The key part of the Donald Trump message is simplicity. It is a clear action plan that involves shutting down borders, breaking ally agreements and building walls. These simple steps will put an end to the death, gloom and destruction. Leaving aside facts about violence and the like, this sort of simplicity ignores that one thing that makes debate necessary – nuance. Or, to use a more fitting term, trade-offs. Good decision making requires an understanding of trade-offs. Good decision making requires spirited debate and an understanding of nuance. But, discussing nuance isn’t what won Trump the Republican primary. It isn’t what he is about. He makes decisions based on his gut and data is for losers. Well, life can be relatively simple when you are born into a brash household in the top 1%. It isn’t that simple for everyone else and it is certainly not going to be simple when you govern in an interdependent world.

This is one direct effect, however. The full list is long. The most important indirect effect, in my assessment, is that I think his coming to power will sadly reverse the trend on discrimination and racism. The facts on violence and discrimination tell us one thing for certain – as bad as things seem, they have only been getting better and are better today than ever before. However, the moment we give up our willingness to debate, we indicate that we are open to flexing our discrimination muscles. It is a recipe for bigotry – an intolerance toward those who hold different opinions from us. If we are intolerant toward different opinions, can you begin to imagine what the future holds for people who look different from us?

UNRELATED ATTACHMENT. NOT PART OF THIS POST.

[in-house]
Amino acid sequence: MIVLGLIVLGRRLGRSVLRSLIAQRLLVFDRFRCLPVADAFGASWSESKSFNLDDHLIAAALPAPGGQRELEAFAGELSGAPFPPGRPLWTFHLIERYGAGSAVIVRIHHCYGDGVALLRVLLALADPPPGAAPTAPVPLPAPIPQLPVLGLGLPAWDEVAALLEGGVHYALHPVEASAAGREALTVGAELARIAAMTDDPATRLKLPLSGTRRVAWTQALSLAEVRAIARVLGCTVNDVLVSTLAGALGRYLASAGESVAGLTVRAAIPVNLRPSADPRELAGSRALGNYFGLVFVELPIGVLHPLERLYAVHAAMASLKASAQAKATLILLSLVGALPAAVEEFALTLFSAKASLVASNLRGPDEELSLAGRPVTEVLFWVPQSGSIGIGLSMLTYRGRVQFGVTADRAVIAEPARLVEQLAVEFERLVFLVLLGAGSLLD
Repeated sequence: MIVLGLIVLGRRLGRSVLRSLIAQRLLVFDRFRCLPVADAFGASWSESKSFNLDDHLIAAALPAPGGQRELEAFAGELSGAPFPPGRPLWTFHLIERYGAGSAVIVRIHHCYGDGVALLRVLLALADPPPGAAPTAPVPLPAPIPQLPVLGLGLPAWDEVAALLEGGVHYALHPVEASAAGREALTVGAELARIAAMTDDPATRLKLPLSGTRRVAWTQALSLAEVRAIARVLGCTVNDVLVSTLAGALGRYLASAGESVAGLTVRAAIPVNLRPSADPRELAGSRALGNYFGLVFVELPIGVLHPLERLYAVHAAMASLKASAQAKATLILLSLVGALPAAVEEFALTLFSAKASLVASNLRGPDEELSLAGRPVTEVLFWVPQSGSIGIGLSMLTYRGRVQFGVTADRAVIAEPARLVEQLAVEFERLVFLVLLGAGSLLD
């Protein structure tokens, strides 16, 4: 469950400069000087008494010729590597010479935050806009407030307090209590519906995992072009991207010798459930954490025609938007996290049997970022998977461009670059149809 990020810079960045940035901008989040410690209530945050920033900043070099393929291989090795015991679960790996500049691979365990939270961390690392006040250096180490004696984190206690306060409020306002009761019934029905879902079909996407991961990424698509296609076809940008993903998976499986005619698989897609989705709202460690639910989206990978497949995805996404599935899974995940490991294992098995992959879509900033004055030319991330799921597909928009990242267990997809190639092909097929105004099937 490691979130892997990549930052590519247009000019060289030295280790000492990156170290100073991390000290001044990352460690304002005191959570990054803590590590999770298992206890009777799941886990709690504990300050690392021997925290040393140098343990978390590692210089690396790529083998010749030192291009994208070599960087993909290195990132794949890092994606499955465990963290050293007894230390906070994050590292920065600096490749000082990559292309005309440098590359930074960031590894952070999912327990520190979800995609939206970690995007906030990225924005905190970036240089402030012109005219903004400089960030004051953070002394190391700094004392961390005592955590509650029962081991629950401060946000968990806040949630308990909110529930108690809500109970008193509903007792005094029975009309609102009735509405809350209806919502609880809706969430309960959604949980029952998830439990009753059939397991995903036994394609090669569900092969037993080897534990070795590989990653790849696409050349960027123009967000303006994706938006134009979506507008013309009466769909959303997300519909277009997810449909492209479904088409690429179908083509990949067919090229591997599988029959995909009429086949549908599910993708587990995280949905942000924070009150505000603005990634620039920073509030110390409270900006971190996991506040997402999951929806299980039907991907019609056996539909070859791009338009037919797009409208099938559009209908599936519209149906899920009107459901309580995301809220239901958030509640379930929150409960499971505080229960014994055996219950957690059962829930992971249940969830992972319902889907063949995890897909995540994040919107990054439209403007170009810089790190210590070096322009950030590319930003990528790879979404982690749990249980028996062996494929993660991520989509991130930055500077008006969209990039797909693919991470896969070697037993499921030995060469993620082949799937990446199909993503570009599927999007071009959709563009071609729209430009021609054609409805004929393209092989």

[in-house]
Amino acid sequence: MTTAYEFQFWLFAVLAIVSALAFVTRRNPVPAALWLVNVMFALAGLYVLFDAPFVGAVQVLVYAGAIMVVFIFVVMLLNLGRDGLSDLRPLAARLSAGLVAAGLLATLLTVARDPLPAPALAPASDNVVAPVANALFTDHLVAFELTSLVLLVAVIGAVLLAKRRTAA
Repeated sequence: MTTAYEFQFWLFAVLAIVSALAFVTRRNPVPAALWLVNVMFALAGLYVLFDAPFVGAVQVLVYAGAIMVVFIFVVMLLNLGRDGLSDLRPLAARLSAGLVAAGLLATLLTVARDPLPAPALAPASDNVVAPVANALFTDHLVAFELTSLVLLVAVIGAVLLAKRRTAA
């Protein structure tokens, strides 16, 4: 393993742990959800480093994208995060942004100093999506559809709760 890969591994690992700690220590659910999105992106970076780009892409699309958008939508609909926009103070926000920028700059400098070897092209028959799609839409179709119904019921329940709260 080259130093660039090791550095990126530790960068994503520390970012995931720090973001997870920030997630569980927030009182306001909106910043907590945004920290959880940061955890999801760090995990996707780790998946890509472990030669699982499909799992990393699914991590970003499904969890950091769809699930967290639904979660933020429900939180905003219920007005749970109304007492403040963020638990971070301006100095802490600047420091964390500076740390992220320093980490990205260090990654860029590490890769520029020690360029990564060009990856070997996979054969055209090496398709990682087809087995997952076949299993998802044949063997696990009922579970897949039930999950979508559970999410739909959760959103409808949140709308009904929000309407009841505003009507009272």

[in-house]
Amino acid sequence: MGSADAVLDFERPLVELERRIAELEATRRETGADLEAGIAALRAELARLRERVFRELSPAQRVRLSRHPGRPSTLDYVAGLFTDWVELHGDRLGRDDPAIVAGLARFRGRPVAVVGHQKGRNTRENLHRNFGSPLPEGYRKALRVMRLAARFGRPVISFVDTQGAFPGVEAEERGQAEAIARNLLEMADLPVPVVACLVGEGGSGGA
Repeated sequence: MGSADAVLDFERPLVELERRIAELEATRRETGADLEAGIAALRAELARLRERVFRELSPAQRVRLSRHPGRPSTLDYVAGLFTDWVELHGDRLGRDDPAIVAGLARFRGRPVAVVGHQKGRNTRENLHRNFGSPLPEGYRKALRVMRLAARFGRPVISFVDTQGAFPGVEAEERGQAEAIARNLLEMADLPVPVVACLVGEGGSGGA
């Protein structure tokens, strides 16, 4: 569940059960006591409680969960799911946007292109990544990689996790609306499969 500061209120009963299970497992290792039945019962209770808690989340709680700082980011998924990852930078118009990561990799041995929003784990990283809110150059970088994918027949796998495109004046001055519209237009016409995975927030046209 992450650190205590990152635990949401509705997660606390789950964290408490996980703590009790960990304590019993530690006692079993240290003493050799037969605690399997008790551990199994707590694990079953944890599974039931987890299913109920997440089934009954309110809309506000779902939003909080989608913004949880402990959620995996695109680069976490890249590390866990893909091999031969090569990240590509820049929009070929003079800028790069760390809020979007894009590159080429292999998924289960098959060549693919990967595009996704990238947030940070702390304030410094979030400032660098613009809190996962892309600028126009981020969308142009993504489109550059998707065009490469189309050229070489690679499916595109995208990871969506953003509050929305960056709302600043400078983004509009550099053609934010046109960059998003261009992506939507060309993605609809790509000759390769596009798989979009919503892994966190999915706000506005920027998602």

This indirect effect is beautifully summed up in a line from a comment I shared following the Brexit – “But, can anybody tell me the last time a prevailing culture of anti-intellectualism has led to anything other than bigotry?”

When indeed…

anti-intellectualism and racismThanks to Storify for the image

There is too much to read

There is too much to read. That is a fact.

But, if that is an excuse for incompetence or for post factual debates, then it is a poor excuse indeed.

When Google released data of Britons searching for what Brexit meant after the event, it was tempting to laugh at their ignorance. Yet, is that different from most parts of the world right now?

The easy, lazy solution is to assign blame. Blame the CEO who gives you false assurance, blame the politician who runs a campaign based on lies and blame whoever else you think is wrong.